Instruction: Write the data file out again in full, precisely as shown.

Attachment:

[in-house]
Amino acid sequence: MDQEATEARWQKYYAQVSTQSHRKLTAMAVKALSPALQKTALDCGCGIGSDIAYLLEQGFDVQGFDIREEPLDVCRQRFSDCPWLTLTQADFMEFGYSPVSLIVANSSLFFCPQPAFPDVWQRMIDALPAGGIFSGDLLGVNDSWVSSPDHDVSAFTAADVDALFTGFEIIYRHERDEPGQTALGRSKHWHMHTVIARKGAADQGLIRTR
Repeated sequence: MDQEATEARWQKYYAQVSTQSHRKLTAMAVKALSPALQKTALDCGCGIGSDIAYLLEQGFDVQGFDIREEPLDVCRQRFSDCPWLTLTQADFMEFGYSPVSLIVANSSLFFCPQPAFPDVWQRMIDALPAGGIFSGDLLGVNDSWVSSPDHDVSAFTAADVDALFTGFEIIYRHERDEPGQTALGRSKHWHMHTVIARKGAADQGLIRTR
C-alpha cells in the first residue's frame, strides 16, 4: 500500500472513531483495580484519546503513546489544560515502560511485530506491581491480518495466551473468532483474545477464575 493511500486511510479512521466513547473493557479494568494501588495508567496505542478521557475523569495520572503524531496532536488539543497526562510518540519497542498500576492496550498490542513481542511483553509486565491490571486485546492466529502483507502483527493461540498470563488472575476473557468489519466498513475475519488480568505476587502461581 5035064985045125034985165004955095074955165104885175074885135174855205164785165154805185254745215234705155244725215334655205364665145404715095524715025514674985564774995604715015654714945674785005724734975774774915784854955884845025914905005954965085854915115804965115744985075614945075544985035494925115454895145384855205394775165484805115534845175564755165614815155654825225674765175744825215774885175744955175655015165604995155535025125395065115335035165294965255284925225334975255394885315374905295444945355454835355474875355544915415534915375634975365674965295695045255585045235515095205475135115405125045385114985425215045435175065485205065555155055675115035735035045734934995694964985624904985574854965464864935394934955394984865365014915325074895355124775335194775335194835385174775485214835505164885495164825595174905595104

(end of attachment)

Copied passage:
[in-house]
Amino acid sequence: MDQEATEARWQKYYAQVSTQSHRKLTAMAVKALSPALQKTALDCGCGIGSDIAYLLEQGFDVQGFDIREEPLDVCRQRFSDCPWLTLTQADFMEFGYSPVSLIVANSSLFFCPQPAFPDVWQRMIDALPAGGIFSGDLLGVNDSWVSSPDHDVSAFTAADVDALFTGFEIIYRHERDEPGQTALGRSKHWHMHTVIARKGAADQGLIRTR
Repeated sequence: MDQEATEARWQKYYAQVSTQSHRKLTAMAVKALSPALQKTALDCGCGIGSDIAYLLEQGFDVQGFDIREEPLDVCRQRFSDCPWLTLTQADFMEFGYSPVSLIVANSSLFFCPQPAFPDVWQRMIDALPAGGIFSGDLLGVNDSWVSSPDHDVSAFTAADVDALFTGFEIIYRHERDEPGQTALGRSKHWHMHTVIARKGAADQGLIRTR
C-alpha cells in the first residue's frame, strides 16, 4: 500500500472513531483495580484519546503513546489544560515502560511485530506491581491480518495466551473468532483474545477464575 493511500486511510479512521466513547473493557479494568494501588495508567496505542478521557475523569495520572503524531496532536488539543497526562510518540519497542498500576492496550498490542513481542511483553509486565491490571486485546492466529502483507502483527493461540498470563488472575476473557468489519466498513475475519488480568505476587502461581 5035064985045125034985165004955095074955165104885175074885135174855205164785165154805185254745215234705155244725215334655205364665145404715095524715025514674985564774995604715015654714945674785005724734975774774915784854955884845025914905005954965085854915115804965115744985075614945075544985035494925115454895145384855205394775165484805115534845175564755165614815155654825225674765175744825215774885175744955175655015165604995155535025125395065115335035165294965255284925225334975255394885315374905295444945355454835355474875355544915415534915375634975365674965295695045255585045235515095205475135115405125045385114985425215045435175065485205065555155055675115035735035045734934995694964985624904985574854965464864935394934955394984865365014915325074895355124775335194775335194835385174775485214835505164885495164825595174905595104